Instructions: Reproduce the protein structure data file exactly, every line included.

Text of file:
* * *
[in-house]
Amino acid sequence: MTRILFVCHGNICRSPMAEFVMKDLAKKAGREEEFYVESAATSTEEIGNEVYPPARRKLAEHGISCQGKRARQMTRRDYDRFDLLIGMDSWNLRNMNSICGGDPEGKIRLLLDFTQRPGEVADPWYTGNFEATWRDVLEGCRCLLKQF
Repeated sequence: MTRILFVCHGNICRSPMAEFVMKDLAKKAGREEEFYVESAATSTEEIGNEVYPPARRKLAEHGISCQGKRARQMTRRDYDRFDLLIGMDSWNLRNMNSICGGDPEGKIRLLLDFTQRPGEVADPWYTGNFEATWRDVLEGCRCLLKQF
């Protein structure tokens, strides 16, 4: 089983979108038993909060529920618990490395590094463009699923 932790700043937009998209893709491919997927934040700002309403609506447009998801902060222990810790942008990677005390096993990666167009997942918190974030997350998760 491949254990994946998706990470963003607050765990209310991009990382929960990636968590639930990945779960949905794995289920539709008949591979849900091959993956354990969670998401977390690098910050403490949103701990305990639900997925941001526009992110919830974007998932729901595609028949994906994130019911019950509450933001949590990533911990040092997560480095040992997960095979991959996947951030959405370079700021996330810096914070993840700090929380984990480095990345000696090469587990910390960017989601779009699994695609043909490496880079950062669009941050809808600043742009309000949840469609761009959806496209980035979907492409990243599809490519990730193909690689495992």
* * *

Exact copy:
[in-house]
Amino acid sequence: MTRILFVCHGNICRSPMAEFVMKDLAKKAGREEEFYVESAATSTEEIGNEVYPPARRKLAEHGISCQGKRARQMTRRDYDRFDLLIGMDSWNLRNMNSICGGDPEGKIRLLLDFTQRPGEVADPWYTGNFEATWRDVLEGCRCLLKQF
Repeated sequence: MTRILFVCHGNICRSPMAEFVMKDLAKKAGREEEFYVESAATSTEEIGNEVYPPARRKLAEHGISCQGKRARQMTRRDYDRFDLLIGMDSWNLRNMNSICGGDPEGKIRLLLDFTQRPGEVADPWYTGNFEATWRDVLEGCRCLLKQF
């Protein structure tokens, strides 16, 4: 089983979108038993909060529920618990490395590094463009699923 932790700043937009998209893709491919997927934040700002309403609506447009998801902060222990810790942008990677005390096993990666167009997942918190974030997350998760 491949254990994946998706990470963003607050765990209310991009990382929960990636968590639930990945779960949905794995289920539709008949591979849900091959993956354990969670998401977390690098910050403490949103701990305990639900997925941001526009992110919830974007998932729901595609028949994906994130019911019950509450933001949590990533911990040092997560480095040992997960095979991959996947951030959405370079700021996330810096914070993840700090929380984990480095990345000696090469587990910390960017989601779009699994695609043909490496880079950062669009941050809808600043742009309000949840469609761009959806496209980035979907492409990243599809490519990730193909690689495992």